Health Status

We selected a list of 13 groups of diagnoses, known to be associated with an increased mortality risk from high temperatures (Table 1) [3, 5, 7, 12, 20]. Information about the prevalence of past hospitalizations for each of these conditions in the study population was extracted by linking the regional hospital discharge files (Regional Hospital Information System) (HIS) [21], and the Municipality Population Registry, using individual social security numbers as the linkage key. We considered hospitalizations or day-hospital visits for each diagnostic group, reported either as primary causes of admission or as contributing diagnoses. Subjects were classified using 13 dichotomous variables, each one indicating if they sought medical treatment for one of the 13 diagnoses or not.

Table 1 Person years and number of deaths by population characteristics and age groups.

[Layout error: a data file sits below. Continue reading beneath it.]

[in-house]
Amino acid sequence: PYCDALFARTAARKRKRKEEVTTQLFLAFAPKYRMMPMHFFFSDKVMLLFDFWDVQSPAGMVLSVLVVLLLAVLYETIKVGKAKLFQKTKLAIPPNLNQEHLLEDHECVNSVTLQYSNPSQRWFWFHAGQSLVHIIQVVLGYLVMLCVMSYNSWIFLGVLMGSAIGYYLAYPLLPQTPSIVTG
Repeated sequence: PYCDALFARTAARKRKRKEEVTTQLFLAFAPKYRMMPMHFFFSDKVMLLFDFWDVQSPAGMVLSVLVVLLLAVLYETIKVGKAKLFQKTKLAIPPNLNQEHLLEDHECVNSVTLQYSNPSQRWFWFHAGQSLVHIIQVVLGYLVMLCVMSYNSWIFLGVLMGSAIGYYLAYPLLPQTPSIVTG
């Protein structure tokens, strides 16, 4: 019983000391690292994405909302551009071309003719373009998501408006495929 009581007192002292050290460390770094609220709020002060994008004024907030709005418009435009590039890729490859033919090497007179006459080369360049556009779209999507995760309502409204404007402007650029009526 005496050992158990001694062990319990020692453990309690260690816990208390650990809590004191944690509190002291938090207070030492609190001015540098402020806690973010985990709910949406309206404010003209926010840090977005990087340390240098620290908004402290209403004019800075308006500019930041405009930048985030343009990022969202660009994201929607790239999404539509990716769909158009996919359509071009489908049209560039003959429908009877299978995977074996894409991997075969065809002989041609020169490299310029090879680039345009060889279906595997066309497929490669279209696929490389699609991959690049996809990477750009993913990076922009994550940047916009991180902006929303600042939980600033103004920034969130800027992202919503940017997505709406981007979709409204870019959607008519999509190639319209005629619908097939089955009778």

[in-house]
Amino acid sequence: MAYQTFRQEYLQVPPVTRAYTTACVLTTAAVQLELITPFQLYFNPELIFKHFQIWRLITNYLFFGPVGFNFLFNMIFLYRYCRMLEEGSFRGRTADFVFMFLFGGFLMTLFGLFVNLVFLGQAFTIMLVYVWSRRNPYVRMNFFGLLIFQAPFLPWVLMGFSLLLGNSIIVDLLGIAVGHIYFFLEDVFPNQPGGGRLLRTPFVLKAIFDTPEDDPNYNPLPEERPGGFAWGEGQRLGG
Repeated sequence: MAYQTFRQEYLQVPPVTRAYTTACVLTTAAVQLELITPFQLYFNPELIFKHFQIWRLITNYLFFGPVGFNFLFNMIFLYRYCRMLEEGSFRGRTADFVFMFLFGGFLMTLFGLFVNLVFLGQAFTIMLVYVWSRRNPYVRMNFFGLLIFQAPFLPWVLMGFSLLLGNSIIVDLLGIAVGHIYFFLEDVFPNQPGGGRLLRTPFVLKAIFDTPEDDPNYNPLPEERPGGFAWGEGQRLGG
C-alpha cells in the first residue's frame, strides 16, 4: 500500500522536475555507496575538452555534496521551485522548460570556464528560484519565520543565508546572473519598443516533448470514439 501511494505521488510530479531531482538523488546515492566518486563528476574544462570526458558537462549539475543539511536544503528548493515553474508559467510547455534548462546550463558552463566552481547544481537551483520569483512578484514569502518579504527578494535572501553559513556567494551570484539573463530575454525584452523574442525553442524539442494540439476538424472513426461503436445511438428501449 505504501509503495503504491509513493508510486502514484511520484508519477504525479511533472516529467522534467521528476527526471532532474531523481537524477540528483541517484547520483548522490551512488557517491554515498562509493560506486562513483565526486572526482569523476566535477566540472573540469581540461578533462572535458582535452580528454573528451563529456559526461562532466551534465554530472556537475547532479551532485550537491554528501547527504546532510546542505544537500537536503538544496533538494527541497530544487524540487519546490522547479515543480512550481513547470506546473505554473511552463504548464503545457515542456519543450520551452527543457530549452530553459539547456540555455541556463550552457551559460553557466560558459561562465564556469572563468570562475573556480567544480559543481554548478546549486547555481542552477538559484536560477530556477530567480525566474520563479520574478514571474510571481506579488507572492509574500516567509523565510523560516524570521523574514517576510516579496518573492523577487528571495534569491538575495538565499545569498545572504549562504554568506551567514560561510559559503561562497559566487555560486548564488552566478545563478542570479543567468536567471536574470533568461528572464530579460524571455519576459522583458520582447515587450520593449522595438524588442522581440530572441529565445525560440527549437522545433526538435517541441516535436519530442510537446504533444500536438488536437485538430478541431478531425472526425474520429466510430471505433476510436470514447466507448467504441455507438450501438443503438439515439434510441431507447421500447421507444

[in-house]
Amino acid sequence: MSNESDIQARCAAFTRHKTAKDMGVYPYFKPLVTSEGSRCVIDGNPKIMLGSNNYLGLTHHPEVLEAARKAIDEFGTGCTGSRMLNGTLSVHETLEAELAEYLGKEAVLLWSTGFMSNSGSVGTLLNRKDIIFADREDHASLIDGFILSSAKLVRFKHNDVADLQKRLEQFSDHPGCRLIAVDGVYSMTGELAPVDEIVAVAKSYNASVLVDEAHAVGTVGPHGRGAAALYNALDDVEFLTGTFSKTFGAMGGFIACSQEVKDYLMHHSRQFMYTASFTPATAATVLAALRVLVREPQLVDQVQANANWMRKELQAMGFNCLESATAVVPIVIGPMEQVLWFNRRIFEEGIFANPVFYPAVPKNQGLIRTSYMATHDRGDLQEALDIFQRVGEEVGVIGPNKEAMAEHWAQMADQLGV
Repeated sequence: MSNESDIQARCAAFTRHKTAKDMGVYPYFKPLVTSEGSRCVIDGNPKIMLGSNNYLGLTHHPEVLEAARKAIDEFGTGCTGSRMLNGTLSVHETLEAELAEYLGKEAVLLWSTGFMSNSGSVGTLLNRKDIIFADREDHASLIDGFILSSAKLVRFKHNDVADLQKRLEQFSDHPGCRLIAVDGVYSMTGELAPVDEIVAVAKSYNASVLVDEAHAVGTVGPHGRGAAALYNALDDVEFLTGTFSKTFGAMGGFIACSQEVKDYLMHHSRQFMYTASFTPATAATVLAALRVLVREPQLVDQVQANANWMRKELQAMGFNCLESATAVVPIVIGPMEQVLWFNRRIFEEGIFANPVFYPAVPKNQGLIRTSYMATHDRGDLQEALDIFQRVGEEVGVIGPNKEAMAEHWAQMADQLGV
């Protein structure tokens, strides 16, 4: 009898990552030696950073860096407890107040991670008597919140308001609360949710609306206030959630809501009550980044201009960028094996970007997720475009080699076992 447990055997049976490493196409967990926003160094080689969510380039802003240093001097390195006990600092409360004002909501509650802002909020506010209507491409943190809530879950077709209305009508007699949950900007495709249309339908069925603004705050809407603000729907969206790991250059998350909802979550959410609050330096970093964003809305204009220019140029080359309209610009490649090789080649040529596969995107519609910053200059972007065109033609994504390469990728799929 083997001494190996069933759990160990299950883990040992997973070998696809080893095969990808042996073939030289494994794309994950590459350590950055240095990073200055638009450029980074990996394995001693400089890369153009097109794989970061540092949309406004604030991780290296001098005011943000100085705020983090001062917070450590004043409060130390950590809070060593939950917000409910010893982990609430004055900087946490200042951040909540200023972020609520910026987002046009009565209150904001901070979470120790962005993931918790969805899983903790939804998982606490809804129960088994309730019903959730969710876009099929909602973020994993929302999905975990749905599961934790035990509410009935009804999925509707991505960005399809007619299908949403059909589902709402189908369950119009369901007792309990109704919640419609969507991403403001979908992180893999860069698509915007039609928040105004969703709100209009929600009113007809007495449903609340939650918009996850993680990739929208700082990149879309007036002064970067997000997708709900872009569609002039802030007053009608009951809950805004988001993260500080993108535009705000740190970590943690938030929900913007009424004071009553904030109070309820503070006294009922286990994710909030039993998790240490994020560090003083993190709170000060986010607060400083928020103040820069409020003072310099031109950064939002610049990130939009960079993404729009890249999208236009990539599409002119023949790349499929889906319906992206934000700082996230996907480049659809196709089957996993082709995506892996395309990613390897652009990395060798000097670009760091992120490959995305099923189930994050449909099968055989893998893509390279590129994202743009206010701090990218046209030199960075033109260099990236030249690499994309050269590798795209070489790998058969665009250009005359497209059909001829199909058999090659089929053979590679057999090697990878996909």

For each subject, the number of Hospitalization Diagnosed Disease (HDD) over the previous two years for any cause, other than those specified on our list, was also considered as an indicator of general health status.


The exposure of interest was a heat wave episode, defined using maximum apparent temperature (Tappmax), an index of discomfort based on air and dew point temperatures [22]. Tappmax was defined as the maximum daily value of apparent temperatures.

A heat wave episode was defined when Tappmax rises above the monthly threshold, defined by the Heat Health Watch Warning System (HHWWS) [17], (May: 28.5, June: 32.5°C; July: 33.5°C; August/September: 34.5°C). for two or more consecutive days. Daily weather data from Ciampino airport station were obtained from the Italian Air Force Meteorological Service, during summer (1st of May until the 15th of September).